Perth in summer = lovely

My sojourn in my hometown of Perth is coming to an end with the summer, as I fly out on 1 March. Back to a cold and wet (but never miserable) England and my husband, Toby, who left on Feb 7 and is much missed. It’s been lovely to spend most of the summer, here in Perth. It is the time when we have our International Arts Festival and people tend to spend as much time as possible in the sunshine, or outside on balmy evenings. Excitement is rising as the publication date of A Time of Secrets draws closer. Tuesday 24 Feb it’ll be in the shops. It’s such a long road to publication that it’s always very exciting to see the novel in print, even after three books! Now, I’ve done a book trailer. Me, myself, alone. It’s a bit rough, but my agent was most impressed. Have a look and tell me what you think: A Time of Secrets – Trailer 2 – Small Secrets The first thing we did when we arrived home was to attend two weddings. The daughter of my dear friends was married on Saturday 3 January, and the reception was in the grounds of one of the very few older buildings left in “tear it down and put up something brand-new because it must be better” Perth. Bishop_Hales_House,_Perth The Bishop’s House was built in 1859 for Matthew Hale, the first Anglican Archbishop of Perth. By Perth standards, this is ancient! The city was first settled in 1829, and was effectively a tent city for the first years. The lovely residence was built by ticket of leave men – effectively convicts on parole. Perth wasn’t founded by convicts, but it was very poor for the first few decades and there was a shortage of labour. What to do? They’d stopped sending convicts to New South Wales in 1840, but we in the West thought that convicts were an excellent solution to our problems and transportation to Western Australia began in 1850 and continued until 1868 (when transportation of convicts ceased for good in Britain). During that period, 9,668 convicts were transported to WA and most spent very little time in prison as they were needed as workers. The old house was used for various purposes after the last bishop to use it as a residence died in 1946, and I remember it as rather a sad place, falling into disrepair when I was a child and teenager. It was saved by an English lord – Lord McAlpine – who leased it in 1982 and renovated it beautifully. In 1999 it was sold to the Multiplex and Hawaiian Property groups, who promptly built two (a nine storey and a larger twenty-seven storey) modern office towers on the land behind. In 2010 it was converted into a posh restaurant, Lamont’s Bishop’s House. The wedding reception was in the open-air courtyard behind the house, which is just behind from where this photo was taken, and the food was very delicious. The next wedding was my beautiful niece Susannah to the dashing Daniel. The service was in her grandparent’s back garden, which looked gorgeous and the bride looked so lovely I cried.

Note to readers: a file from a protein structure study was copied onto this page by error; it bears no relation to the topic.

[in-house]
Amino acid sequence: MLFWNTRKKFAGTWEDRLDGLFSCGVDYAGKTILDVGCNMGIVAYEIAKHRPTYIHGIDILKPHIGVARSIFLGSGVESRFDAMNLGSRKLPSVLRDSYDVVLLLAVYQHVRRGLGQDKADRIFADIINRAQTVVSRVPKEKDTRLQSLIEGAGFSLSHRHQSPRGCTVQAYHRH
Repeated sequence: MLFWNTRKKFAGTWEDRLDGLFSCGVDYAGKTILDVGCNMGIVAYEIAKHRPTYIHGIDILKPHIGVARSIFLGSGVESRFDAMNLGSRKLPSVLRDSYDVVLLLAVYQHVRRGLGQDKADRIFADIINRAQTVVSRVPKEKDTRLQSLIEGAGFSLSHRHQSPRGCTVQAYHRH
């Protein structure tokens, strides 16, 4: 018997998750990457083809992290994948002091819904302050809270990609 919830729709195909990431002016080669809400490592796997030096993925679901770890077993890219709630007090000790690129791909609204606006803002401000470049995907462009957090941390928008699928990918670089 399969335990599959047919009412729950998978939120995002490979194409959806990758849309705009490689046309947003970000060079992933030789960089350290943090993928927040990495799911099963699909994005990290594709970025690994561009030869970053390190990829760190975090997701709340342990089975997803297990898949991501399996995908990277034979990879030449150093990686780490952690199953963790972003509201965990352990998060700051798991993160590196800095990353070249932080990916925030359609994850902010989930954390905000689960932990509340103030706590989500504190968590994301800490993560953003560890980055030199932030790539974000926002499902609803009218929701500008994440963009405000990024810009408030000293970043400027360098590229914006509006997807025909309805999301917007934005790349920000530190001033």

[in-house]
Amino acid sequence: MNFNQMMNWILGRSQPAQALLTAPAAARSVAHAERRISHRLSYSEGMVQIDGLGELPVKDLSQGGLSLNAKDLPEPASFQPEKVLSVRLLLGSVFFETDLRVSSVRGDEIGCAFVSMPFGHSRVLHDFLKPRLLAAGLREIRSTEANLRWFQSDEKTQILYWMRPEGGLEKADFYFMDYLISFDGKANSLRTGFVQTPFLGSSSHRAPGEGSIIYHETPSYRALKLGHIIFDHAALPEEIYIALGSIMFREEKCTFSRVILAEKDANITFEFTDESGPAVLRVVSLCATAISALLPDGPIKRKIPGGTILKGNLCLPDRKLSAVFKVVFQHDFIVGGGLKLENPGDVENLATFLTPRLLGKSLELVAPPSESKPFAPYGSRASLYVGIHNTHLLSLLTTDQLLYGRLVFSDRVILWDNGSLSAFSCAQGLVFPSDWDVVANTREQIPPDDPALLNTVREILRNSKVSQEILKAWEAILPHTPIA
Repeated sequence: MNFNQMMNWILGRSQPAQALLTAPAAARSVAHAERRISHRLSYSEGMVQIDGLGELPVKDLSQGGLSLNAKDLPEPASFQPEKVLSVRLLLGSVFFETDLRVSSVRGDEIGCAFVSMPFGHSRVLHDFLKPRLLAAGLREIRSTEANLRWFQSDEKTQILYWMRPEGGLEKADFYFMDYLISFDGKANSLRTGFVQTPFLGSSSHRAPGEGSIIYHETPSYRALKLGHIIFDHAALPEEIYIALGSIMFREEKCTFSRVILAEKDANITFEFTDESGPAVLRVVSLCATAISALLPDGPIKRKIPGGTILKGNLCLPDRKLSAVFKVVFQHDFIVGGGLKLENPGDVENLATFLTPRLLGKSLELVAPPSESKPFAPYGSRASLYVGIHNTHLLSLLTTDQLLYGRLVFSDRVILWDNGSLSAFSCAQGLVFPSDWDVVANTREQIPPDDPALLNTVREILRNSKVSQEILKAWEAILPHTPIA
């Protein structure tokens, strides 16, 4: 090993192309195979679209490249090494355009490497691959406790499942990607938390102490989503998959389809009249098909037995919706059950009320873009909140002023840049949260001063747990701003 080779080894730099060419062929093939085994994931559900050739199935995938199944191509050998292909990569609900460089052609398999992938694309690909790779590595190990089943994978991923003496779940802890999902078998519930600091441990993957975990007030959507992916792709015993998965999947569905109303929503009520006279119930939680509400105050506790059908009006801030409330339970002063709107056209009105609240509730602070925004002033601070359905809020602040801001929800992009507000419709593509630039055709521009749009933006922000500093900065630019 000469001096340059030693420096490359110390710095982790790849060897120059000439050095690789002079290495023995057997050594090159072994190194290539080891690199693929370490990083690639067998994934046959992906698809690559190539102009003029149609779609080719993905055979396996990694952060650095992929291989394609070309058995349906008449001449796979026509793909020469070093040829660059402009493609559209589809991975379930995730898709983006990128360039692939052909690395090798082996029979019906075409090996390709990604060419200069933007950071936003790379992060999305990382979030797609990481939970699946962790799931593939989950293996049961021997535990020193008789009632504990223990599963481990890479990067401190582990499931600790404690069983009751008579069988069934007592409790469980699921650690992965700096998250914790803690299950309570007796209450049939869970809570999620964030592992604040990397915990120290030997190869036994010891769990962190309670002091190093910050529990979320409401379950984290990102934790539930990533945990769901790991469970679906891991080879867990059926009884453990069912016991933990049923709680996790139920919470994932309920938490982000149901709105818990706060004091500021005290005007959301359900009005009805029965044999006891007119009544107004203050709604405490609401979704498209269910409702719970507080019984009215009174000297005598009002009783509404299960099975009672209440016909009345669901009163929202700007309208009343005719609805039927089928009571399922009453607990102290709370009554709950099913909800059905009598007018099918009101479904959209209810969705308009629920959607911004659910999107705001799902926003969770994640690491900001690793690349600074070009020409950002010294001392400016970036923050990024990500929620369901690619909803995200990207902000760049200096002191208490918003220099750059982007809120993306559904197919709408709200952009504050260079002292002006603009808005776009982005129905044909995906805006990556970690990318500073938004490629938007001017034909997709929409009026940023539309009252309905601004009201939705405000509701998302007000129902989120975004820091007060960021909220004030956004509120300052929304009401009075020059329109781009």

Their reception was also open-air – we like to get outside as much as  possible in our gorgeous summer. It was on the terrace of a local golf club,which had views like this: Swanbourne-e1387692475640 Now for important matters.  After our two weddings it was time for important matters, like publcity photos for ME! Here they are, courtesy of Warnock Imagery, in the lovely home where we’ve been staying. Deb publicity book2 Deb publicity picture Deb Tea publicityBut it is Australia, and creepy crawlies are everywhere. We found a couple of large Huntsman spiders on two consecutive nights in the bedroom.  Actually, I’m not too scared of these gentle giants. Give me a large glass and a piece of board and I’ll catch ’em and stick ’em outside. Come to think of it – maybe it was the SAME spider each night who’d come back after being taken outside… huntsmanNow, Toby and I were in Perth in summer. The beach calls, “come to me, come to me”. So one Friday evening, just before Toby left, we bought some fish and chips and went to Cottesloe Beach to watch the sunset. The fish and chips were sublime: IMG_2229 And the beach was just perfect. A Time of Secrets is set in Melbourne, but a couple of the main characters come from Perth. In one scene Eric tells Stella that his house is “just up from Cottesloe Beach. That’s such a beautiful beach. White sand, pine trees, clear water. You’d love it.” I love it … and here are the photos to prove the truth of Eric’s statement IMG_2231   IMG_2237 IMG_2238 Selfie on the beach. One day I’ll get the hang of them: IMG_2241 The sun sets over the ocean, here in the West, and it’s a glorious sight: IMG_2245 Another beach we visited is Safety Bay, where my step-daughter, Lucy, lives with Brett and their three darlings, Jacob, Olive and Sunday. We visited one hot day for a frolic on the beach. Now that sky is a Perth summer sky to me!! IMG_2209 IMG_2210 IMG_2197 The other excitement of my trip is the Book Launch, which is to take place next Tuesday. We settled on Mattie Furphy House, which is an old Arts and Crafts house built for his brother by Joseph Furphy, who wrote under the name of Tom Collins. His most famous work was For the Term of His Natural Life. The Fellowship of Australian Writers WA has its headquarters in an old house nearby (Tom Collins House) and uses Mattie Furphy House for functions and Writers in Residence. It’s a gorgeous place, set in some natural bushland near a park. If you can’t read the sign it says: “Beware Venomous Snakes”. That’s not a joke, by the way. But if my guests keep to the path it should be fine… IMG_2224   The house is gorgeous inside, and I’m hoping for a fabulous launch: ???????????????????????????????The invitation is lovely also: DB ATOS DL INVITE FA (1) (1) Next time I’ll write about the Launch and the Giants who visited Perth last week…